Blood & Iron, Letters From The Western Front

B1646

The author was a soldier writing from the trenches. His poignant detail has been sensitively edited into a book by a leading military historian. The front leaf of the jacket identifies one of the factors that made the trenches of the Western Front unique in military history. For generations, soldiers and sailors have written home, often on the eve of a battle they might not survive.

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NAME: Blood & Iron, Letters From The Western Front
CLASSIFICATION: Book reviews
FILE: R1646
Date: 160911
AUTHOR: Hugh Montagu Butterworth, editor, Jon Cooksey
PUBLISHER: Pen & Sword Military
BINDING: Hard back
PAGES: 234
PRICE: 19.99
GENRE: Non-Fiction
SUBJECT: WWI, 1914-1918 War, The Great War, Western Front, The Rifles, Ypres, Somme, trench warfare, firetrench
ISBN: 1-84884-297-X
IMAGE: B1646
BUYNOW: http://tinyurl.com/698kth2
LINKS: http://tinyurl.com/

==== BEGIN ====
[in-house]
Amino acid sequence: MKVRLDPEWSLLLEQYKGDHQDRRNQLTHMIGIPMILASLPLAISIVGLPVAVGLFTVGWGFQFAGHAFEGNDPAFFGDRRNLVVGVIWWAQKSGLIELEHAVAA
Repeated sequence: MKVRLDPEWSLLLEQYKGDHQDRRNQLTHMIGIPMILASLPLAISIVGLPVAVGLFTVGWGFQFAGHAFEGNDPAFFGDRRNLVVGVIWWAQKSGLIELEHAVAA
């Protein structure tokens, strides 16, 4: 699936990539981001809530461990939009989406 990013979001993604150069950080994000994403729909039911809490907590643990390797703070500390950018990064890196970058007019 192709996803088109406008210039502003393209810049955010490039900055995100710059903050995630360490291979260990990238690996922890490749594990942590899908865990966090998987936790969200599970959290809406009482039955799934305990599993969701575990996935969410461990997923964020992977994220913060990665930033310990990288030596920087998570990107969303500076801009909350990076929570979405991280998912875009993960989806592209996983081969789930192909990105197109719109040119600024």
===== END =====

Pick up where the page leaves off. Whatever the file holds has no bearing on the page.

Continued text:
DESCRIPTION: The author was a soldier writing from the trenches. His poignant detail has been sensitively edited into a book by a leading military historian. The front leaf of the jacket identifies one of the factors that made the trenches of the Western Front unique in military history. For generations, soldiers and sailors have written home, often on the eve of a battle they might not survive. They continue to do so in current conflicts although now it is more often a video message or a call home on a mobile phone. This communication is one factor that binds all military conflicts. On the Western Front, the killing machine was efficient and chewed up millions of young men. In itself that level of attrition and intensity was at a new and terrible level, but the unique factor was the way in which familes and friends formed the British Regiments and Corps. Hugh Butterworth was killed in 1915 at Ypres in Bellewaarde Ridge, but in 1916 his first cousin, the composer George Butterworth, was killed on the Somme. Memorials in Britain, and beside the battlefields, contain long lists of family names where many not only shared the family name but were fathers, sons, uncles, and cousins. A large part of the British male population fought and died in the trenches. The best of a generation were often the first to die. Many returned, crippled by serious wounds and mental scars that lasted until they died decades later. Today, school children and adults visit the battlefields, usually escorted by battlefield guides, who have an encyclopaedic knowledge of the events on what are now pleasant fields and woods. Try as we may, it is impossible to fully realize the conditions on this same landscape during the Great War. Trenches filled with water, men moved and lived in mud and filth, permanently wet and cold until the summer sun made the conditions even more difficult as corpses in the no man’s land between the trench lines decomposed. A skeletal hand of a long dead comrade, protruding from the trench wall, might be used as a coat hook. For days artillery shells would descend in a continuous unbearable sound that ruptured ear drums and buried soldiers alive. To describe conditions as a living hell understated the environment into which newly trained soldiers were poured. To write home from the trenches, which many soldiers did, required determination and some skill. Hugh Butterworth was an articulate writer with a keen eye, producing a beautifully written record that is deeply moving, intensely personal. It is difficult to read his lines without feeling some of the emotions. Like so many of his comrades he died in the prime of life, never to suffer the decay of age and never to experience the middle life that so many accept casually. In battle, each person will have his or her perceptions and understanding, but although in later life survivors may say that war is terrible, the young in battle live intensely and life after war is monochrome against the technicolour of war. Communicating by letter, or after the war in discussion, a warrior has some difficulty in discussing what he or she really felt in combat and this is the challenge for the soldier writing home. Butterworth had been a schoolmaster and gifted cricketer before joining the Rifle Brigade as an officer, many of his comrades had come straight from school with no experience of life beyond home and school. His writing was therefore more mature and skilful. He seems less inhibited, describing his experiences with honesty and painting vivid pictures with words where many surviving letters were written to reassure those at home, hiding the realities of lethal environment. Butterworth’s last letter was written on the eve of battle. He was to participate in a diversionary attack, one of several, designed to divert German attention from the main assault in the Battle of Loos. This last letter was written to be held and posted in the event of his death. It is not a sombre note but it contains love and affection for school and friends, comrades and family. Butterworth accepts that his chances of survival are almost zero but he contemplates the coming battle with personal courage, acceptance of it necessity, but he makes no attempt to write down a comprehensive list of feelings. That may be to shield the reader but probably an indication of the duties on him as a company commander that denied him time to collect those feelings in the ordered form with which his writings take in all the earlier letters. The letters survived for ninety years before their rediscovery. The editor has added text and illustration that provides an introduction, including the family background to set the letters in a context that would have been known those originally reading the letters. This new book is a valuable addition to the story of the Great War, but it is also a very human story that delights, saddens, uplifts, and challenges. This affordable book has been produced with quality and attention to detail.